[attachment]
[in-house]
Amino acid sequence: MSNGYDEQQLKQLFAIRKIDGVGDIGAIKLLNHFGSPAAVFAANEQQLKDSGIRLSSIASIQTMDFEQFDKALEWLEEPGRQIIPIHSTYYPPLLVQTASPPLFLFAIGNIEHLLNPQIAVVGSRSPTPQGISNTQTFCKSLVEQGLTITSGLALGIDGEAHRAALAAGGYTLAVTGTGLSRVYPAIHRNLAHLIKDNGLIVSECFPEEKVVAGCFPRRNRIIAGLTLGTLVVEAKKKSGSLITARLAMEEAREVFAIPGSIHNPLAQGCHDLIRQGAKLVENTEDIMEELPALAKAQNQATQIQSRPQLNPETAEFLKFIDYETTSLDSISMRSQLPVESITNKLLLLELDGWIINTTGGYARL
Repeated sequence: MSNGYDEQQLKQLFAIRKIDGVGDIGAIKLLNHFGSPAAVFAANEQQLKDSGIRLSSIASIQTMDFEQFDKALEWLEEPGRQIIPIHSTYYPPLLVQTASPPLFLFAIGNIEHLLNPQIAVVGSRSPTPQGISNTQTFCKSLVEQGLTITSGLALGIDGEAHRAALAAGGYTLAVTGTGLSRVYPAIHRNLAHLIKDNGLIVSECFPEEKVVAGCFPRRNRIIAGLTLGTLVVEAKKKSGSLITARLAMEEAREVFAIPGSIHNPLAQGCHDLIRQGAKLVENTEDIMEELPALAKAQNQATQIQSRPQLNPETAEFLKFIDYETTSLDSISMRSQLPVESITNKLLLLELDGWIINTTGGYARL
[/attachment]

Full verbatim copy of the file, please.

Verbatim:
[in-house]
Amino acid sequence: MSNGYDEQQLKQLFAIRKIDGVGDIGAIKLLNHFGSPAAVFAANEQQLKDSGIRLSSIASIQTMDFEQFDKALEWLEEPGRQIIPIHSTYYPPLLVQTASPPLFLFAIGNIEHLLNPQIAVVGSRSPTPQGISNTQTFCKSLVEQGLTITSGLALGIDGEAHRAALAAGGYTLAVTGTGLSRVYPAIHRNLAHLIKDNGLIVSECFPEEKVVAGCFPRRNRIIAGLTLGTLVVEAKKKSGSLITARLAMEEAREVFAIPGSIHNPLAQGCHDLIRQGAKLVENTEDIMEELPALAKAQNQATQIQSRPQLNPETAEFLKFIDYETTSLDSISMRSQLPVESITNKLLLLELDGWIINTTGGYARL
Repeated sequence: MSNGYDEQQLKQLFAIRKIDGVGDIGAIKLLNHFGSPAAVFAANEQQLKDSGIRLSSIASIQTMDFEQFDKALEWLEEPGRQIIPIHSTYYPPLLVQTASPPLFLFAIGNIEHLLNPQIAVVGSRSPTPQGISNTQTFCKSLVEQGLTITSGLALGIDGEAHRAALAAGGYTLAVTGTGLSRVYPAIHRNLAHLIKDNGLIVSECFPEEKVVAGCFPRRNRIIAGLTLGTLVVEAKKKSGSLITARLAMEEAREVFAIPGSIHNPLAQGCHDLIRQGAKLVENTEDIMEELPALAKAQNQATQIQSRPQLNPETAEFLKFIDYETTSLDSISMRSQLPVESITNKLLLLELDGWIINTTGGYARL